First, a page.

This story is based on a photo to be found on Wings Over Water blog

The Rabbit and the Dragon

Bertram, an old white rabbit, paused at the edge of the forest. He had just been out grazing in the meadow but it was time now, as the sun was rising fully, to head back into the forest before people were about. This morning’s dawn had been spectacular, thought Bertram, and that was an auspicious omen for the start of a new year. If the day started well at the beginning of a new year, then folks believed that the year would be a prosperous and joyous one. Bertram hoped they were right, as he hopped back into the forest.

As he hopped, Bertram mused about the past year and thinking of his family, which had grown so large that maybe they needed to find a new burrow. He was so lost in thought that he didn’t pay much attention to where he was going. After all, he went this way every morning and every evening. It wasn’t as if he didn’t know the way by heart.

All of a sudden Bertram stopped. He heard loud snoring ahead and that shouldn’t be. Bertram looked around. He was in a part of the forest that he’d never seen before. How could this be, he wondered, and more to the point, what could possibly be snoring that loudly? It wasn’t a rabbit, that was certain. Bertram cautiously hopped on, hoping that whatever was snoring would keep right on snoring and that he soon would recognize where he was. Imagine how silly he would sound when he told his family he’d gotten lost in the woods! They would all laugh and then he’d caution the youngest in his family that if an old rabbit like him could get lost, so could they and they all knew the woods were not always a friendly place.

Bertram hopped over a log and kept moving east. At least the sun was up, although it was hard to see in this part of the forest which was very dense indeed, denser than Bertram had seen, but east was east and soon he should be somewhere familiar he thought as he hopped onwards. The snoring was getting louder and that wasn’t comforting at all, but Bertram knew he had to go east to find his home. As quietly as he could manage, and as quickly as an aged rabbit could go, Bertram soldiered onwards.

All of a sudden he heard a booming voice, “Who goes there?”

Bertram realized the snoring had stopped. Oh dear, he thought, but he answered as politely as he was able in a quavering voice, “It is I, Bertram, an aged rabbit.”

“What are you doing here, aged Bertram?” asked the voice.

“I was out on the meadow having my breakfast and then I headed home but I was thinking over the past year as I guess most folks do as a new year arrives, and I can’t imagine how it happened, but I am now lost. I mean no harm,” concluded Bertram.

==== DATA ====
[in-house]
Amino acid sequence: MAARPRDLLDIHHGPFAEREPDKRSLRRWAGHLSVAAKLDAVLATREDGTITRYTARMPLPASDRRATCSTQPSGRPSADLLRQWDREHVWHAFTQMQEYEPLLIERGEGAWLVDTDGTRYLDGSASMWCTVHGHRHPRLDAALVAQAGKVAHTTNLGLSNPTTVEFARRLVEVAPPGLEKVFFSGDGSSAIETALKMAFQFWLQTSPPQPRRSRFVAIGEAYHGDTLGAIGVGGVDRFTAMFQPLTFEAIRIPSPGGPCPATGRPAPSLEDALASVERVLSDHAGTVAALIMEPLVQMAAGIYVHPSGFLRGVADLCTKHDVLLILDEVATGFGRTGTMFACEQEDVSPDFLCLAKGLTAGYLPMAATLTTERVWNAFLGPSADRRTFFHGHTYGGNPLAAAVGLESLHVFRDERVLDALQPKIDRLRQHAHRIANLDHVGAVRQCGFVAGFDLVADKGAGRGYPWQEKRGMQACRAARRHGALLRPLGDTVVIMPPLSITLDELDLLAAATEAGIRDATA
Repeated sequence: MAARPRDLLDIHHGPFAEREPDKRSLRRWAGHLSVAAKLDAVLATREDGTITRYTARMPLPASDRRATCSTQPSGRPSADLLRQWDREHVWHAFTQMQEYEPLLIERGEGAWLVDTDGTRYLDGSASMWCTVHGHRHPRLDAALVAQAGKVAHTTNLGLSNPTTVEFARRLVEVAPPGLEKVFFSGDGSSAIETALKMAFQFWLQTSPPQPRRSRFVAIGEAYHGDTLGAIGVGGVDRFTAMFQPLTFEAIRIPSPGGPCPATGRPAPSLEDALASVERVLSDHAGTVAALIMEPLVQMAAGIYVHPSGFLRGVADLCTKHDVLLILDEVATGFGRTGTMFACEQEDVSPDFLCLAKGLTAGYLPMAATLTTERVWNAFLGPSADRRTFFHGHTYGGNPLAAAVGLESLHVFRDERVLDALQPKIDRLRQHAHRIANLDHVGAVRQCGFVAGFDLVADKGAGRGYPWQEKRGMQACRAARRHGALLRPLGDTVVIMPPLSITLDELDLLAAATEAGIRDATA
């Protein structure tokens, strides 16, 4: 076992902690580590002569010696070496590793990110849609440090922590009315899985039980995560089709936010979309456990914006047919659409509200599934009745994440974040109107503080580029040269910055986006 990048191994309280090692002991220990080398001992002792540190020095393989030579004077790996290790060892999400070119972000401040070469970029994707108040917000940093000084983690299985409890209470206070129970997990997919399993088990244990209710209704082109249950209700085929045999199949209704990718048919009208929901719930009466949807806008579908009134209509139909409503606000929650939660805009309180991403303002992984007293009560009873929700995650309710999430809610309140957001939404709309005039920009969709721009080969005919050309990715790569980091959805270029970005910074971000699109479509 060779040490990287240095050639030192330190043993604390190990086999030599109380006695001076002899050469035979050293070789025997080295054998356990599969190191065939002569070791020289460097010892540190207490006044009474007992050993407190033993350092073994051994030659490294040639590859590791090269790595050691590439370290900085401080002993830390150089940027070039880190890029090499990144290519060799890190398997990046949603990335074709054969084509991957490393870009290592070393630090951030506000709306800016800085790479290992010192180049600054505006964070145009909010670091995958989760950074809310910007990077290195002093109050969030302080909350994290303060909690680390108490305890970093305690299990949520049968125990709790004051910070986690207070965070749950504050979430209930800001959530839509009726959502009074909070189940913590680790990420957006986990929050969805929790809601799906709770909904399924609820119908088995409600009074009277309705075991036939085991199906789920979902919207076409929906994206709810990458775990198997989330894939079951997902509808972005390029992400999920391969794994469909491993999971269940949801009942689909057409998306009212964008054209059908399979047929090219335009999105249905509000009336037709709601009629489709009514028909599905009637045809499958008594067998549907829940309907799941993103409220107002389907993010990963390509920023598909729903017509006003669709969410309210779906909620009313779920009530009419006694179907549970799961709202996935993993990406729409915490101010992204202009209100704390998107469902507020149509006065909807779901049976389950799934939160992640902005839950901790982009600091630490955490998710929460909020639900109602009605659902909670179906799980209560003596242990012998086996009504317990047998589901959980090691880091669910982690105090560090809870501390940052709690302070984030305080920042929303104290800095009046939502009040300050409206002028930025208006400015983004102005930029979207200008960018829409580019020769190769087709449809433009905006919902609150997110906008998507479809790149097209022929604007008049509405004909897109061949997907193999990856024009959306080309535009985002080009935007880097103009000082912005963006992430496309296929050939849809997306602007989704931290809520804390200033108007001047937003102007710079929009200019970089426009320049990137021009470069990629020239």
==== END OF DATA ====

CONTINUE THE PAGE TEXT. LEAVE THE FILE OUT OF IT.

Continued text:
Bertram heard a chuckling sound and then the voice continued, “You are quite correct, and it is a new year, and with the new year come changes. Even the forest must change, and I am now in charge of this area as you were before me.”

“But what about my family,” asked Bertram, now really concerned.

“They are fine, and you also are safe. Changes must happen, but they don’t have to be horrible. I am in charge of the forest for this next year, and I prefer a denser forest with a large cave for my home, so that is just what the forest provided me with. The forest changes to meet the needs of its inhabitants, but your burrow, which by the way I decided needed enlarging with your every growing family, is just ahead. We are neighbors now,” concluded the voice.

“Thank you,” answered Bertram. “I hope we will be good neighbors. I would like to meet you properly.”

“Would you indeed,” answered the voice. “Then step forward, following my voice, and we shall talk face to face.”

Bertram hopped forward and soon he was at the entrance to a very large cave. He gasped and jumped backwards when he discovered a dragon, curled in the entrance to the cave, watching him with a smile on her face. “Good morning, Bertram! I am Juniper, and I will be guarding you and all the other creatures of the forest. You have nothing to fear from me.”

“Good morning, Juniper,” replied Bertram, a bit hesitantly. As Bertram was thinking what a large dragon Juniper was, he heard the happy noises of his youngest relations. They were racing and soon appeared, hopping and tumbling and literally rolling into Juniper. Bertram was alarmed until Juniper laughed and cuddled with the rabbits. Soon one of the smallest rabbits caught sight of Bertram and quickly announced, “Morning, Grandfather. Look what we found while you were at breakfast! With Juniper living next door we don’t have any worries at all!”

Bertram pondered. The young seemed to adapt to changes so much more quickly than he did, but Bertram smiled and realized that the new year was off to a very good, if very different, start. It would be a grand year, he decided.